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17th October 2014

Broccoli for autism? What the science really says

Broccoli on rustic wooden backgroundAround one per cent of the population in the UK have autism spectrum disorder (ASD), a lifelong developmental disability that affects how a person communicates with, and relates to, other people and the world around them.

Can a broccoli extract really improve symptoms?

Media reports of a small US clinical trial this week suggest the humble green vegetable - broccoli, cauliflower or cabbage – may hold a key to helping people with ASD.
In this double blind study (meaning neither researchers nor subjects were aware of the treatment option received), 40 young men aged 13-27 years with moderate to severe autism, were randomly assigned to receive daily oral administration of the plant chemical sulforaphane, derived from broccoli, or a placebo, over 18 weeks.

The researchers report that within four weeks of treatment, not all, but some two thirds of the participants given sulforaphane showed significant improvement in behaviour, measured through three standard assessment scores. Specifically noted was a decrease in repetitive ritualistic behaviour and improved verbal and social interaction skills when compared to those subjects who received a placebo. Scores trended back to their original values once the intervention stopped.

Same effect in autism as a fever?

The researchers, aware from anecdotal reports that fever can temporarily improve symptoms in some autistic patients, offer the theory that, strangely, much like a fever, sulforaphane can upregulate a heat shock protein response (involved in the way the cells in our body deal with physiological stress), which may somehow trigger or speed up the signalling between brain regions, facilitating skills such as communication.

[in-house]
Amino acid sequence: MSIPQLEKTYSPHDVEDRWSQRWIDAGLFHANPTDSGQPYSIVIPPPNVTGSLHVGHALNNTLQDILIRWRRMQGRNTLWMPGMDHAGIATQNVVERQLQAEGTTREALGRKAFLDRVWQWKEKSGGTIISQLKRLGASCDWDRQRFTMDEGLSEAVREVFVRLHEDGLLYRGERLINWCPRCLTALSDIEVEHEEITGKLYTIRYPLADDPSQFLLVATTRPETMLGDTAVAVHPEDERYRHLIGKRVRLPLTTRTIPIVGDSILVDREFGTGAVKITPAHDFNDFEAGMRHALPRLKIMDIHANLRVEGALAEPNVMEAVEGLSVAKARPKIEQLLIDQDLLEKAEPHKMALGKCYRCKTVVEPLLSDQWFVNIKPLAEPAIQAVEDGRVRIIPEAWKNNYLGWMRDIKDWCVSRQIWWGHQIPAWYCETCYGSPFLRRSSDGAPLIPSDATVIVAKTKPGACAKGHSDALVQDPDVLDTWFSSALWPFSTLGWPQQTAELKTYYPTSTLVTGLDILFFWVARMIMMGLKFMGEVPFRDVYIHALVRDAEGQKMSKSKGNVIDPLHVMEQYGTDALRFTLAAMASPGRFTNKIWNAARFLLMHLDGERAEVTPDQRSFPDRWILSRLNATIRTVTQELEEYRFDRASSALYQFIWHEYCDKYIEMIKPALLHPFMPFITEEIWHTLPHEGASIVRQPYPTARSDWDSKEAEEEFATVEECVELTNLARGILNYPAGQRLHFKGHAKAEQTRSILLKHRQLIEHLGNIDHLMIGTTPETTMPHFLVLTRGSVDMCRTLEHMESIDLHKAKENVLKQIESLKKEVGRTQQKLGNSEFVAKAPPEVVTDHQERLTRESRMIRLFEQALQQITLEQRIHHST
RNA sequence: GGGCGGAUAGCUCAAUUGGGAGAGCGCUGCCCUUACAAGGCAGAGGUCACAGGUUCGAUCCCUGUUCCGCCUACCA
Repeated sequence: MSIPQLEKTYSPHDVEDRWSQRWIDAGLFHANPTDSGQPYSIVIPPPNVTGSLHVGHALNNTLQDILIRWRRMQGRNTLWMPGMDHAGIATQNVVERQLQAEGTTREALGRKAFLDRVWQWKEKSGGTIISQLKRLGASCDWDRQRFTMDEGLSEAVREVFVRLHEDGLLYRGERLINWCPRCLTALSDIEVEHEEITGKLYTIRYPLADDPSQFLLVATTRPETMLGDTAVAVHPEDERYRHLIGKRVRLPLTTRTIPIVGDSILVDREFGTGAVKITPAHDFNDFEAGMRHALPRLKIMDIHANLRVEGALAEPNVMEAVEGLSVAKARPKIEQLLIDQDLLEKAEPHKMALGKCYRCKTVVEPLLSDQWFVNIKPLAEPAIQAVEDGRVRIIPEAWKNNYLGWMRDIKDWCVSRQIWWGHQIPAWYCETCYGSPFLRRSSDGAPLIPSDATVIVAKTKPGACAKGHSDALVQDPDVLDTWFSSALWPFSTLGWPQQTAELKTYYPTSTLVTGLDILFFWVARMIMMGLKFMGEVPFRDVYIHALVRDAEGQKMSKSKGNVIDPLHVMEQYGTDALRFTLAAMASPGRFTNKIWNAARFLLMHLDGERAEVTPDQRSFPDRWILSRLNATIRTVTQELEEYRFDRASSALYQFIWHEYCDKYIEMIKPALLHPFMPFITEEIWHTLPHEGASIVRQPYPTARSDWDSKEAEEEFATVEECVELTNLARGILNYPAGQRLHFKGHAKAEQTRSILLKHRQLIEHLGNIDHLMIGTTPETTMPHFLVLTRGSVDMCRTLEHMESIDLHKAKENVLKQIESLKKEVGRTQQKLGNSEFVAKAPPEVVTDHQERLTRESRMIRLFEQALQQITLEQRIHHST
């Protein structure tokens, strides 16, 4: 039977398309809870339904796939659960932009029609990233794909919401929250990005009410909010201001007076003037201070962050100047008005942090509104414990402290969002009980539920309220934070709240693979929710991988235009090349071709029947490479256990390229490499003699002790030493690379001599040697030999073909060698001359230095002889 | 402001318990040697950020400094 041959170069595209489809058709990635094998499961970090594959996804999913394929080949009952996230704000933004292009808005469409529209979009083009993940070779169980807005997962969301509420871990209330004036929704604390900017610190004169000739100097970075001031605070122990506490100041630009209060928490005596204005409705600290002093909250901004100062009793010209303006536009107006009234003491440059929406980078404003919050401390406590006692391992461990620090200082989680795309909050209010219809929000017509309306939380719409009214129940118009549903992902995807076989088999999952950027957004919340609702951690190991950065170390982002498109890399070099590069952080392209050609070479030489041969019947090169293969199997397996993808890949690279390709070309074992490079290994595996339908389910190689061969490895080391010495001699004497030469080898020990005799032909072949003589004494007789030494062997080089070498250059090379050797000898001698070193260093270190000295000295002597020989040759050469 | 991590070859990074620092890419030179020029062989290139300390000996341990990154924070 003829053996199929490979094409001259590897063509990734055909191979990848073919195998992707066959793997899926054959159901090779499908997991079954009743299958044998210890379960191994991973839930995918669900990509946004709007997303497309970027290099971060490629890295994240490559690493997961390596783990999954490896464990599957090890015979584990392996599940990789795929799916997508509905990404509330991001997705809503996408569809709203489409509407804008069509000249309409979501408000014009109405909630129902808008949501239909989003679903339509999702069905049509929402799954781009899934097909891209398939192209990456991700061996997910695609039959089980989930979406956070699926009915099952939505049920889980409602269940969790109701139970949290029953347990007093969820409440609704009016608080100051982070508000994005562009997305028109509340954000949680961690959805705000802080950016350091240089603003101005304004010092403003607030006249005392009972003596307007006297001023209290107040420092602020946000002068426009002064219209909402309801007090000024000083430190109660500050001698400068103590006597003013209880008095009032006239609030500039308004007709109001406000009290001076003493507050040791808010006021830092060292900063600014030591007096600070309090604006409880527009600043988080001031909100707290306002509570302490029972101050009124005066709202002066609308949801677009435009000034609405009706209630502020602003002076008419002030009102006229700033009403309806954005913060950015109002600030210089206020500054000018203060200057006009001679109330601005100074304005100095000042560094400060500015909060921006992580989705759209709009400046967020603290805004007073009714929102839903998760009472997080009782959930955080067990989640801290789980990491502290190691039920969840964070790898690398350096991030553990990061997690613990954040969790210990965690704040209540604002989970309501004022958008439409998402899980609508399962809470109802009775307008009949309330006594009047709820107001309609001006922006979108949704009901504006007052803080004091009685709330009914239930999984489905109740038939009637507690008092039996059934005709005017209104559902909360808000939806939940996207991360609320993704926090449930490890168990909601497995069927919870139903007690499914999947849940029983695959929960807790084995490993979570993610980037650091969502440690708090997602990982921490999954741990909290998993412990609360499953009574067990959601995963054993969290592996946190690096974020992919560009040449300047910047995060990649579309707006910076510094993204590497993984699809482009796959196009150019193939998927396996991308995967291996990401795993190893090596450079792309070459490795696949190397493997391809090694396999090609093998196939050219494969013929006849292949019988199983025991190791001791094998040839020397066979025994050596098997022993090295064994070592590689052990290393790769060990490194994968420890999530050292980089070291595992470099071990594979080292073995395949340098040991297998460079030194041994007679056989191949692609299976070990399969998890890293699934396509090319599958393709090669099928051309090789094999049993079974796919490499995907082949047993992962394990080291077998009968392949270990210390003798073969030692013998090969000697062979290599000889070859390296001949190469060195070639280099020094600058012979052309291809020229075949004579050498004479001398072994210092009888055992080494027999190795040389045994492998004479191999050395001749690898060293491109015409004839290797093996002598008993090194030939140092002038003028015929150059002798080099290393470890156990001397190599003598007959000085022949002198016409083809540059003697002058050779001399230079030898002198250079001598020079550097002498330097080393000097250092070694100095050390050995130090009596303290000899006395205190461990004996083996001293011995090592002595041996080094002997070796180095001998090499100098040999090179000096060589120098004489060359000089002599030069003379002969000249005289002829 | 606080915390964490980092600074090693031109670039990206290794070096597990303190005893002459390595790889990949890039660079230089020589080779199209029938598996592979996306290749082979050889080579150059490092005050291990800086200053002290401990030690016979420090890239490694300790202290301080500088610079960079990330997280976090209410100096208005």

Study far too small to draw any firm conclusions

Because autism is a 'spectrum' disorder, it affects different people in different ways. Much of the focus in ASD is on behavioural modification programmes trying to ameliorate behavioural effects, and drugs that target specific aspects, controlling symptoms like aggression, hyperactivity and sleep disorders. This study is interesting because it tries to address the cause.

However, whilst the results are intriguing and suggest that further investigation is merited, based on such a small and selected group it is too early to draw firm and generalisable conclusions on whether sulforaphane, let alone broccoli, is beneficial in autism. These findings will need to be replicated in a much larger study including in younger children and adults, closely monitoring any potential adverse side effects.

A concentrated broccoli extract is not the same as broccoli

Furthermore, the amount of sulforaphane administered (9-27mg) was many times the amount you would find in sulforaphane-rich foods like brussel sprouts and broccoli. So for the moment general dietary advice to eat a more plant-based diet, including green leafy vegetables, seems sound, but parents of children with autism should not feel guilty if their child refuses to eat broccoli.

Ayela Spiro, British Nutrition Foundation – QCS Expert Nutrition Contributor

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